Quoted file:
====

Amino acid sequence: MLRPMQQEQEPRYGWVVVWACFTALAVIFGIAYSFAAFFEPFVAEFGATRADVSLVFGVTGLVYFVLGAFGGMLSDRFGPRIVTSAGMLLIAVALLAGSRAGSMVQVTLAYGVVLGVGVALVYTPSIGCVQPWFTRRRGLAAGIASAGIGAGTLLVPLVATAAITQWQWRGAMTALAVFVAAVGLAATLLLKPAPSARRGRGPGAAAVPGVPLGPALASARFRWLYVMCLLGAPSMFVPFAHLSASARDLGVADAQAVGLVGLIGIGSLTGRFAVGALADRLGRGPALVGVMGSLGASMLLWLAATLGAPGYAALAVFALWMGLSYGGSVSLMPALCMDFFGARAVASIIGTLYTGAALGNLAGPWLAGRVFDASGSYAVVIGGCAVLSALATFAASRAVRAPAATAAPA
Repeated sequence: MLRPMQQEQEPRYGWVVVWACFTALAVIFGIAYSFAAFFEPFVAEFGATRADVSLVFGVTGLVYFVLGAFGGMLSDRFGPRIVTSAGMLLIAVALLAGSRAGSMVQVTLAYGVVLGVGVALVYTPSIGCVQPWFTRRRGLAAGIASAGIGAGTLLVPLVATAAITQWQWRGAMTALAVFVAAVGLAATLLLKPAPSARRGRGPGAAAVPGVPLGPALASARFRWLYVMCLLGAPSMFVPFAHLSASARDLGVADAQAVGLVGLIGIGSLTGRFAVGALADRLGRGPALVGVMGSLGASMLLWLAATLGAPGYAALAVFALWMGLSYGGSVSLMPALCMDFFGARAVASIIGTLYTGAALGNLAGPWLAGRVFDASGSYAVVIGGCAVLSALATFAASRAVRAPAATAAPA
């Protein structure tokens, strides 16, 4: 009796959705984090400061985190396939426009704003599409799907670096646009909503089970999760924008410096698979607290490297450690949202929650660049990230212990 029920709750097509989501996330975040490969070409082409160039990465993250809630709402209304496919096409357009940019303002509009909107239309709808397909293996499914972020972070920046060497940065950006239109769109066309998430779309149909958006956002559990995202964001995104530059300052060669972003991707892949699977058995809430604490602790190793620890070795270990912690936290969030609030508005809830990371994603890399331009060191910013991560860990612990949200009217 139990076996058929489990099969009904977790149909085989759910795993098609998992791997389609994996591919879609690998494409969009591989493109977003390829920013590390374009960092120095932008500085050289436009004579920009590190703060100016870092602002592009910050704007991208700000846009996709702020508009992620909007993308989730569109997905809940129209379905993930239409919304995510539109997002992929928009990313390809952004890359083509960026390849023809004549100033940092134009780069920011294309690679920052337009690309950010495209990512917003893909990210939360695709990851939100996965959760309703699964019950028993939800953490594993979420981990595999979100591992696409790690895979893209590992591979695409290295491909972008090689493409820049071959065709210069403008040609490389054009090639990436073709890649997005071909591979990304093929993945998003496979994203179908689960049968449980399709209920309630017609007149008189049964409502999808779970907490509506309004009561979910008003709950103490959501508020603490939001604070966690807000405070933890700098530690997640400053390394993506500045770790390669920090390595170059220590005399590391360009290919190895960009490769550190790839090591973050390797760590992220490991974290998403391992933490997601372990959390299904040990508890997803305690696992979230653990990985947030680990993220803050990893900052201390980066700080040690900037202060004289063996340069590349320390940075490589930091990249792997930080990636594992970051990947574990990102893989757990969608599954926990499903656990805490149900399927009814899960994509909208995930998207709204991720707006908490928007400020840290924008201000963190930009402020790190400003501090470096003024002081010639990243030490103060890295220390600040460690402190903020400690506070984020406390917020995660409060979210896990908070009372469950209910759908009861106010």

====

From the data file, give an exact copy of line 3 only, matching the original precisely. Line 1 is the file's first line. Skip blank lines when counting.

């Protein structure tokens, strides 16, 4: 009796959705984090400061985190396939426009704003599409799907670096646009909503089970999760924008410096698979607290490297450690949202929650660049990230212990 029920709750097509989501996330975040490969070409082409160039990465993250809630709402209304496919096409357009940019303002509009909107239309709808397909293996499914972020972070920046060497940065950006239109769109066309998430779309149909958006956002559990995202964001995104530059300052060669972003991707892949699977058995809430604490602790190793620890070795270990912690936290969030609030508005809830990371994603890399331009060191910013991560860990612990949200009217 139990076996058929489990099969009904977790149909085989759910795993098609998992791997389609994996591919879609690998494409969009591989493109977003390829920013590390374009960092120095932008500085050289436009004579920009590190703060100016870092602002592009910050704007991208700000846009996709702020508009992620909007993308989730569109997905809940129209379905993930239409919304995510539109997002992929928009990313390809952004890359083509960026390849023809004549100033940092134009780069920011294309690679920052337009690309950010495209990512917003893909990210939360695709990851939100996965959760309703699964019950028993939800953490594993979420981990595999979100591992696409790690895979893209590992591979695409290295491909972008090689493409820049071959065709210069403008040609490389054009090639990436073709890649997005071909591979990304093929993945998003496979994203179908689960049968449980399709209920309630017609007149008189049964409502999808779970907490509506309004009561979910008003709950103490959501508020603490939001604070966690807000405070933890700098530690997640400053390394993506500045770790390669920090390595170059220590005399590391360009290919190895960009490769550190790839090591973050390797760590992220490991974290998403391992933490997601372990959390299904040990508890997803305690696992979230653990990985947030680990993220803050990893900052201390980066700080040690900037202060004289063996340069590349320390940075490589930091990249792997930080990636594992970051990947574990990102893989757990969608599954926990499903656990805490149900399927009814899960994509909208995930998207709204991720707006908490928007400020840290924008201000963190930009402020790190400003501090470096003024002081010639990243030490103060890295220390600040460690402190903020400690506070984020406390917020995660409060979210896990908070009372469950209910759908009861106010």